0370 270 6000

Underwood v Harris

7 August 2000
The issues

Striking out as a res judicator – prejudice to the Defendant – effect of the Civil Procedure Rules on Henderson v Henderson

The facts

The Claimant brought an action against the Defendant for damage to his car following a road traffic accident. The Defendant had third party insurance. The insurers instructed solicitors to defend in respect of the insured losses. A defence was filed but no counter claim. The Defendant informed the Claimant that he wished to bring a claim for damages for personal injuries but no agreement was made that his claim would be included in the proceedings. The case was dealt with as a Small Claims case and liability was apportioned 75/25 in favour of the Claimant. The Defendant subsequently issued a second action for damages for personal injury. The Claimant applied for the claim to be struck out for abuse of process relying on Henderson v Henderson – religitation of matters which could or should have been raised in the first action.

The claim was struck out. The Claimant argued that: –

The overriding objective had to be applied. Previous authority had to be regarded in the light of the overriding objective. See Biguzzi v rank Leisure Plc. It would not be just to strike out the claim because: –

a) if the present claim had been included in the original proceedings it could not have been properly formulated

b) there was no attempt to go behind the findings as to liability in the earlier action

c) it was sensible to resolve the issue of liability whilst matters were reasonable fresh in the parties mind to deal with damages for personal injuries at a later date

d) there had been no prejudice cause say perhaps for the issuing in respect of two Court fees.

The decision

Henderson was still good law. However, part 1 of the new rules modified the effect of Henderson which was a procedural and not a substantive law case. There was no prejudice in the claim or none such as to compare with the prejudice to the Defendant. The rules required and allowed greater flexibility on procedural matters and on the facts of the case it was just to allow the Appeal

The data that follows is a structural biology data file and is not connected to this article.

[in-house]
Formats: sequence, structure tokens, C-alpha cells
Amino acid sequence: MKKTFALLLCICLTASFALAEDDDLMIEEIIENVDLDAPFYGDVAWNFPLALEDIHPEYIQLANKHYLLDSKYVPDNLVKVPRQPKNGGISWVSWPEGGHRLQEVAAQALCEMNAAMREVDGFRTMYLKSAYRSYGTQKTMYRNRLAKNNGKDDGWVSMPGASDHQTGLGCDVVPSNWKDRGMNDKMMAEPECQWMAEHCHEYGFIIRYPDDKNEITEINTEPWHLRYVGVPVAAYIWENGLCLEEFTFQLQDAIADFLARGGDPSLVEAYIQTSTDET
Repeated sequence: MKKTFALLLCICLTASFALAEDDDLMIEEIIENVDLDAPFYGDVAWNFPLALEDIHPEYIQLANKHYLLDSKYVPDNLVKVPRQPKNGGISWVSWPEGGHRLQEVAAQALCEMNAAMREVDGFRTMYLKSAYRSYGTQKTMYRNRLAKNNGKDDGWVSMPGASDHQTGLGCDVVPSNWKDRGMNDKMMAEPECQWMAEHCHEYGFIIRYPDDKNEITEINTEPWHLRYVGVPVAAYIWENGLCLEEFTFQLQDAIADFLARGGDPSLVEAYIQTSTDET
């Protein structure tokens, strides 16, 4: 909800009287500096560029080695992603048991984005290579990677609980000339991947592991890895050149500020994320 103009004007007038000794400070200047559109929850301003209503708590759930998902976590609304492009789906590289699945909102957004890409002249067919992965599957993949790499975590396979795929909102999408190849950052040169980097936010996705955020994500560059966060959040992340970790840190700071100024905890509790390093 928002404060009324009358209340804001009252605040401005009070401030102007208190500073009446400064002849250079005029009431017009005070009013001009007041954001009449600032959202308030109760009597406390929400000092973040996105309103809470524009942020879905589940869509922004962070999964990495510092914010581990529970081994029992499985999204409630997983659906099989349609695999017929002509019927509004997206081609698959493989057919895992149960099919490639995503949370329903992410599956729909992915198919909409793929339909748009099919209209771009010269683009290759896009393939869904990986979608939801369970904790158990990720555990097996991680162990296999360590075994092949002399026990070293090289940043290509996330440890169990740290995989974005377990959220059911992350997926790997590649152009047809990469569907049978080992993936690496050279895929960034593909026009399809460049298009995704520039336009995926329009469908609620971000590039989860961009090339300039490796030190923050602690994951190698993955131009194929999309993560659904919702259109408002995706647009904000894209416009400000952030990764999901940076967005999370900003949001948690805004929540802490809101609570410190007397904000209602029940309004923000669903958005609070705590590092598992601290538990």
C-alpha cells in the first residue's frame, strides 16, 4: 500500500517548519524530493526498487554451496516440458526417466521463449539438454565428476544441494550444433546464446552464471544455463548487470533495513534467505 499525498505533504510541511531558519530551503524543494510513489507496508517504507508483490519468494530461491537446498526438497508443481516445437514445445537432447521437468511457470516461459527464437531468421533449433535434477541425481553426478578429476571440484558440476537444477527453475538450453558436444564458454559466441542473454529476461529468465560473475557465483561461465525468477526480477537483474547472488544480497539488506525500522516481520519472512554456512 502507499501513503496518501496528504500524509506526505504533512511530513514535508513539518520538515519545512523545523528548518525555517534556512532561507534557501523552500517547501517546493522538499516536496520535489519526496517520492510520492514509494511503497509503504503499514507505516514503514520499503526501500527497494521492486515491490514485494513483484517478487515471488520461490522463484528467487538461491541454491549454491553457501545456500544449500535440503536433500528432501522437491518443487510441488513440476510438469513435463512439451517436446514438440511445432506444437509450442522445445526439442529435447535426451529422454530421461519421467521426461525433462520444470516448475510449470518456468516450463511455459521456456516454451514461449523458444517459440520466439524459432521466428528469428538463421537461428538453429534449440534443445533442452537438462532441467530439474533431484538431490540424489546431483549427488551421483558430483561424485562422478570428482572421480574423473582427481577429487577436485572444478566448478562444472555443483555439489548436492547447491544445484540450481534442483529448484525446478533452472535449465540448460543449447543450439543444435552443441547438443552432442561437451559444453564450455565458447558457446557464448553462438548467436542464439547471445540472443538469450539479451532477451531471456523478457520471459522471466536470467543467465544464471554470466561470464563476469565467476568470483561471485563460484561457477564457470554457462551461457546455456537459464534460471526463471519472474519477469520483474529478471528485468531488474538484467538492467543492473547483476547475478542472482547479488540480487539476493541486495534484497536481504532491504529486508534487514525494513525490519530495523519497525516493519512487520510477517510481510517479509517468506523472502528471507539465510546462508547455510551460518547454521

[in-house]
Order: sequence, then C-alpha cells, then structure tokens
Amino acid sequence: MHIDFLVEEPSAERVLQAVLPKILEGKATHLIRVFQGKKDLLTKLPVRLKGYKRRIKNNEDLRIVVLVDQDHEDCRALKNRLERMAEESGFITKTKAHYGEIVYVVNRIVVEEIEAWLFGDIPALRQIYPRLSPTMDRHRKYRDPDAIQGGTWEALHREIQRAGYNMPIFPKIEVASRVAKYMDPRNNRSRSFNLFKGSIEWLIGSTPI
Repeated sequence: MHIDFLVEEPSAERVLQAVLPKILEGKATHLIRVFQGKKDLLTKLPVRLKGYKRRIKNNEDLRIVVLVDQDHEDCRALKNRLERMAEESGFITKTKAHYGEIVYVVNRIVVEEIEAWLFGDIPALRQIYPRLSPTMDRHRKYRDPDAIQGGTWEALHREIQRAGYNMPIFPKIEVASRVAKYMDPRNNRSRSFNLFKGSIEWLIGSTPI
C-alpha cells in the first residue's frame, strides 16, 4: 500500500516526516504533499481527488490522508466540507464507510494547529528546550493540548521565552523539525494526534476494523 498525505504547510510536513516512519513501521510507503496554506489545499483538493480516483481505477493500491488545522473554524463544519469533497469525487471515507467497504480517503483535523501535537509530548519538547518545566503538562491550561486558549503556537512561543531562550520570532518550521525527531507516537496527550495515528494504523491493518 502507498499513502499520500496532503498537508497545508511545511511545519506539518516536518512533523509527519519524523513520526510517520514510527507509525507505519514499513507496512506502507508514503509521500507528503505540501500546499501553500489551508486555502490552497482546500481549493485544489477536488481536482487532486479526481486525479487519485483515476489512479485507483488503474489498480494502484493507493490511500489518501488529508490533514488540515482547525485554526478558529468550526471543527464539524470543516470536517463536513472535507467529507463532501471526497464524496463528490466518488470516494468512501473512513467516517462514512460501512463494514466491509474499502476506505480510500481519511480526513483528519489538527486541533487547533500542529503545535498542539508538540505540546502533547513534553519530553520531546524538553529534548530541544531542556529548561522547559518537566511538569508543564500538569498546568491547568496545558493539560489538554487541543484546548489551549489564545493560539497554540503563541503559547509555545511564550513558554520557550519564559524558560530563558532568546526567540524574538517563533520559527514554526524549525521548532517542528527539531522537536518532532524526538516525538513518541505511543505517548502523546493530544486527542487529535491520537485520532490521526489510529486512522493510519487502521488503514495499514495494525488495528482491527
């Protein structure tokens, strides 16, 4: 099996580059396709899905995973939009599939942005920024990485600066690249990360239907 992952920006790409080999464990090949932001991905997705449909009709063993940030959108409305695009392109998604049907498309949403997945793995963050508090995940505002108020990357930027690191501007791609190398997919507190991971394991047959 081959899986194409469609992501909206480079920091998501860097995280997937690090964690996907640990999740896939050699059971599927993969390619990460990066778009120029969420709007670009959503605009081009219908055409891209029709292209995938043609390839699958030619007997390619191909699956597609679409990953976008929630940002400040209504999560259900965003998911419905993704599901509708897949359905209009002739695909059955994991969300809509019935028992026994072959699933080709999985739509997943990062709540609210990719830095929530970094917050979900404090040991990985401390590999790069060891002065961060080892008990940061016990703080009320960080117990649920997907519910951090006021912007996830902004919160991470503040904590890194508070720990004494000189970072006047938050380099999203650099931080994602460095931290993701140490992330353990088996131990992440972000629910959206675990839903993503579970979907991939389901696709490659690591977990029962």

Focus on...

Legal updates

Court of Appeal confirms exclusive English jurisdiction clause in excess liability policies in Canadian pipeline dispute

On 10 June 2022 the Court of Appeal upheld an anti-suit injunction granted in favour of insurers by Mr Justice Jacobs in September 2021 restraining proceedings from being brought in Canada and enforcing the exclusive English jurisdiction clause in excess liability policies.



Payment Fraud landscape shaped by technology in 2021

Payment systems across Europe are under increased pressure to mitigate fraud risks and defend against persistent attacks from enablers using ever more sophisticated and malicious viruses and malware.


Legal updates

Gosden and another v Halliwell Landau and another [2021] EWHC 159 (Comm)

This claim addressed the question, of when the date for assessment of damages in cases of negligence should be determined and shows that when appropriate the Courts will depart from the default position.


Legal updates

Assessing the scope of employers liability – Chell v Tarmac

These were the opening remarks of Mr Justice Martin Spencer when handing down his Judgment in the recent case of Andrew Chell v Tarmac Cement and Lime Limited [2020] EWHC 2613, the latest in a series of appeals dealing with the scope of vicarious liability.


The content on this page is provided for the purposes of general interest and information. It contains only brief summaries of aspects of the subject matter and does not provide comprehensive statements of the law. It does not constitute legal advice and does not provide a substitute for it.

Mailing list sign up

Select which mailings you would like to receive from us.

Sign up